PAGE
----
“Israel doesn’t guarantee the principle of respect for life, and the basic right to live in harmony and peace in the international community,” Mr. Morales said Wednesday in a speech in the Bolivian city of Cochabamba. There was no immediate Israeli response to Mr. Morale’s accusations or Bolivia’s decision to require that Israeli visitors apply for visas.

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Brazil President will Ask Zero Tariff for Mercosur Partners

Prensa Latina, 7/29/2014

Brazilian President Dilma Rousseff will request today at the 46th Meeting of Head of States of the South Common Market (Mercosur) to apply zero tariff since 2015 to part of the trade with Peru, Chile and Colombia.

An official statement confirmed on Monday the attendance of Rousseff to this summit, in which she will request to forward the enforcement of the agreement of freeing business taxes for those three partner nations of Mercosur.

The agreement to implement the zero rates in the commercial area is sealed and its implementation is scheduled for 2019, but Brazil would like to discuss with the other members its implementation from 2015, emphasized in recent days Antonio Jose Ferreira Simoes, deputy secretary general for South America in the Foreign Affairs Ministry.

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Brazil Drops Wheat Tariff Until Aug. 15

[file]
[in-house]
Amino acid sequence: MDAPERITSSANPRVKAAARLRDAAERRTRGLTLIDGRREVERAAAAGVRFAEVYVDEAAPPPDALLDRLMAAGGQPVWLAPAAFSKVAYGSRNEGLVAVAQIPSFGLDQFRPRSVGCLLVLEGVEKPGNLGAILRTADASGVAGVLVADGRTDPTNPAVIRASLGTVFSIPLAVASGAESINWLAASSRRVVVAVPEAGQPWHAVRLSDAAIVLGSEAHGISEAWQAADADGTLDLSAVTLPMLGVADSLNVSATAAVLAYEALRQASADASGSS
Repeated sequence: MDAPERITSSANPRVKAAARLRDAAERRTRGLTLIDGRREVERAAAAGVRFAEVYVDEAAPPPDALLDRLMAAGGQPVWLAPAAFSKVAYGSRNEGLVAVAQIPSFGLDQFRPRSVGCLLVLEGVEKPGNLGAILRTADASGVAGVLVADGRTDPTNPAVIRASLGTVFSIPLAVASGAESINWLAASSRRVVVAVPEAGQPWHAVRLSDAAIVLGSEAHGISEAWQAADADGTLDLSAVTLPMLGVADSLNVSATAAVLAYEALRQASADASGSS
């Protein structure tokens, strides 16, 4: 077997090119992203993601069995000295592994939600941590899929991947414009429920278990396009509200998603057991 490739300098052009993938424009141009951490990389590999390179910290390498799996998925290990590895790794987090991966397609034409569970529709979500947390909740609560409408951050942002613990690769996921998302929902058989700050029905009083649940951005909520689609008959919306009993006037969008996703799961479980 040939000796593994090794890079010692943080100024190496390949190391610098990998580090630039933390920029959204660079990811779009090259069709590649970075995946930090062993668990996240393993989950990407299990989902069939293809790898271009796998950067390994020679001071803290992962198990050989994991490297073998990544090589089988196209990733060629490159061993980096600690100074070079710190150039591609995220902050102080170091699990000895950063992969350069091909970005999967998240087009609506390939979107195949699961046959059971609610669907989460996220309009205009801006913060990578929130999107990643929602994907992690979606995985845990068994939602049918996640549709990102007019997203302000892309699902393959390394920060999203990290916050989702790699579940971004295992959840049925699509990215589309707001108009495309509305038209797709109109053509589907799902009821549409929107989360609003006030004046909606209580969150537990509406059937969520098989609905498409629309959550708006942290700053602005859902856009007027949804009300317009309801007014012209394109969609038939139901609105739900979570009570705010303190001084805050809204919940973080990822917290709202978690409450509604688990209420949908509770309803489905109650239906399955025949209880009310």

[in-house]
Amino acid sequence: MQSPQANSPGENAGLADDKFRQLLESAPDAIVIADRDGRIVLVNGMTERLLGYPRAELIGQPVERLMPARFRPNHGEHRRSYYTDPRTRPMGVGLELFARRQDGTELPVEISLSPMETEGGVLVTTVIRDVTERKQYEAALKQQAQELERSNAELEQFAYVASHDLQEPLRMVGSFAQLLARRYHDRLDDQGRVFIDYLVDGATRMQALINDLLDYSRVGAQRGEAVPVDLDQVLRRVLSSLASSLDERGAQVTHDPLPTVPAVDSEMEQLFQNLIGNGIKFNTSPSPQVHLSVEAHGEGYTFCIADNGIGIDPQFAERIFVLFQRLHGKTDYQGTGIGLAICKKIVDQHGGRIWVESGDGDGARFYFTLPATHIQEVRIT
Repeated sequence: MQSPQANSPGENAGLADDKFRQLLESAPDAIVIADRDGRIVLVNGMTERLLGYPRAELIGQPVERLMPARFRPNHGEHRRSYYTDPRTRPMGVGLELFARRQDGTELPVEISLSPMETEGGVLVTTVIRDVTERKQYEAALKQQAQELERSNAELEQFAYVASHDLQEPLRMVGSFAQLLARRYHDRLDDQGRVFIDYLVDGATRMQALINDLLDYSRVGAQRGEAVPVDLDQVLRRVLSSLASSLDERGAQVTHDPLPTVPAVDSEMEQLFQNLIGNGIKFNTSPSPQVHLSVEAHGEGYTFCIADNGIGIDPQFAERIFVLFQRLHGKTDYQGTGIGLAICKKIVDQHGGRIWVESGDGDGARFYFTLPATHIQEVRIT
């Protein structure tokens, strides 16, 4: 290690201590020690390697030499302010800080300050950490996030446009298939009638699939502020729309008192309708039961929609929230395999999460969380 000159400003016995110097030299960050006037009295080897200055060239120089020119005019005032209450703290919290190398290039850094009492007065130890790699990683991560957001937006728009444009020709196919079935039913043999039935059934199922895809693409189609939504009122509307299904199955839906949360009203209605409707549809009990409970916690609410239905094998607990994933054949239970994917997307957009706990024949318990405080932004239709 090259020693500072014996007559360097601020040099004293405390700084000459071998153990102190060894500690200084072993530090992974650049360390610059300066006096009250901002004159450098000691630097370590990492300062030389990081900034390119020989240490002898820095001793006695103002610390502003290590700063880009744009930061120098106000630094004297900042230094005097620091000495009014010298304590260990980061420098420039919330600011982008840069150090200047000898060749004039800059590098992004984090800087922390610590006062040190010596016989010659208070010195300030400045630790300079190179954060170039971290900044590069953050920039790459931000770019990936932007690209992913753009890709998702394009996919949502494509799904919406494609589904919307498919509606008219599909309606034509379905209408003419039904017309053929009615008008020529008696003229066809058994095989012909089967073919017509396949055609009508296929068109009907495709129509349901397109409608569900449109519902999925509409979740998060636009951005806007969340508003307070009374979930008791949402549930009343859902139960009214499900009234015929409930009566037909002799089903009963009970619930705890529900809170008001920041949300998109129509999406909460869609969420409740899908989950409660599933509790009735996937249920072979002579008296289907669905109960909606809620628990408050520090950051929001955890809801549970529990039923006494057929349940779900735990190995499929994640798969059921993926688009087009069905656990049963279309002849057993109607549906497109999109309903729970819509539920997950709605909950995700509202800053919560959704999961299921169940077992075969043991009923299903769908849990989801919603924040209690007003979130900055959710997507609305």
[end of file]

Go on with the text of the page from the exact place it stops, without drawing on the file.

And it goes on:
Ben Potter – AgWeb, 7/2/2014

The Brazilian government has announced it will suspend the 10% applied tariff until Aug. 15. Up to 1 million metric tons of wheat can be imported tariff-free from non-Mercosur sources to ensure adequate supply.

Mercosur member countries include Brazil, Argentina, Uruguay, Paraguay and Venezuela. They have suffered from reduced production during the past couple of years and are currently off-season. Argentina in particular has decreased its production in recent years due to internal price controls and poor weather conditions.

Prior to the early 1990s, Brazil originated most of its wheat from the U.S. The Mercosur free trade agreement allowed for a duty-free import of Argentine grain. It also assigned a 10% tariff to non-Mercosur countries, including the U.S. Brazil is one of the world’s largest importers of grain. It brings in around 260 million bushels of wheat annually.